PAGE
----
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UR Medicine / Imaging / Specialties / Imaging Glossary / Intrathecal Chemotherapy


Intrathecal Chemotherapy

Chemotherapy uses anticancer or cytotoxic drugs to destroy cancer cells. They usually work by disrupting the growth of cancer cells. As they circulate in the blood they can reach cancer cells wherever they are located in your body. Most chemotherapy drugs are given directly into the blood stream either as an injection into a vein or into a bag of fluid through a drip. Some drugs can be taken by mouth such as temozolomide, procarbazine, and lomustime. A few chemotherapy drugs such as methotrexate can be introduced into the spinal fluid with an injection into the spinal canal in the lumbar region. This is known as intrathecal chemotherapy. The chemotherapy agent mixes with the spinal fluid and circulates throughout the brain.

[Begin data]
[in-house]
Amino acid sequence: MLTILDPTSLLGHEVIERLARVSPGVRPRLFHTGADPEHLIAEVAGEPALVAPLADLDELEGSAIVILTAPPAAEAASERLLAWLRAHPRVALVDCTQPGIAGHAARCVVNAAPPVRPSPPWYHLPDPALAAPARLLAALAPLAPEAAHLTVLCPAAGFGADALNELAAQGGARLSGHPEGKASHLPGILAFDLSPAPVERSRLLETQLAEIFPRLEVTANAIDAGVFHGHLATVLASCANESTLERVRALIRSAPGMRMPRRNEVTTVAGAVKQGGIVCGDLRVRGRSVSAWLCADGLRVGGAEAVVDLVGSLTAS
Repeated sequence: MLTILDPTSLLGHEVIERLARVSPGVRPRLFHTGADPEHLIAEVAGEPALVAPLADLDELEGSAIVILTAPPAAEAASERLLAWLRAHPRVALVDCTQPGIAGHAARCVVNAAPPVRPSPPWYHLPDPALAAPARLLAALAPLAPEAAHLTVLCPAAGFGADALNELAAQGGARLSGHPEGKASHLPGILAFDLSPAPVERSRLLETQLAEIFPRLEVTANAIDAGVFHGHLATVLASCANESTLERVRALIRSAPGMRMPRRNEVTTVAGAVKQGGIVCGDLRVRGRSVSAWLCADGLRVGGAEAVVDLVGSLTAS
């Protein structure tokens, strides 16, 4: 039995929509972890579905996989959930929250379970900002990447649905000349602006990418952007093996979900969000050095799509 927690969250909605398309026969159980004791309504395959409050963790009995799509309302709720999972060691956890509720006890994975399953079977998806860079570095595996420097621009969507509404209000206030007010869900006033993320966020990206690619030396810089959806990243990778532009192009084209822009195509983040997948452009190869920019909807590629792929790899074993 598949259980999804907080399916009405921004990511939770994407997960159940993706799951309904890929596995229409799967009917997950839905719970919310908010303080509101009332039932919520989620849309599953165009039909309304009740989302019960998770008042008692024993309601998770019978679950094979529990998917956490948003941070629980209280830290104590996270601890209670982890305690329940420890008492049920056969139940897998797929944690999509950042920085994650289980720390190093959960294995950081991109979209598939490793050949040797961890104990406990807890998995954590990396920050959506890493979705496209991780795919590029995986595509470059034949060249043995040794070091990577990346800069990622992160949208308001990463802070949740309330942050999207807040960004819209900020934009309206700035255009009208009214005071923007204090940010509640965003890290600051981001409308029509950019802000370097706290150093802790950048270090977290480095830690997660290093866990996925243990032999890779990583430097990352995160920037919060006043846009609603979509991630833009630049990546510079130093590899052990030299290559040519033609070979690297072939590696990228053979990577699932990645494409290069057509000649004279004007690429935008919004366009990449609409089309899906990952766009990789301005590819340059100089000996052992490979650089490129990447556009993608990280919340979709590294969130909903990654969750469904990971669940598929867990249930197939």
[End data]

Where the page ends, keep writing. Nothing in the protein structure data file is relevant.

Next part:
Intrathecal chemotherapy is often used to treat or prevent neoplastic disease to the subarachnoid space. Injection is done under fluoroscopic guidance. There are strict national guidelines for the safe administration of intrathecal chemotherapy.

Intrathecal therapy is done in conjunction with the medical oncologist who has the primary responsibility for the patient's cancer treatment.

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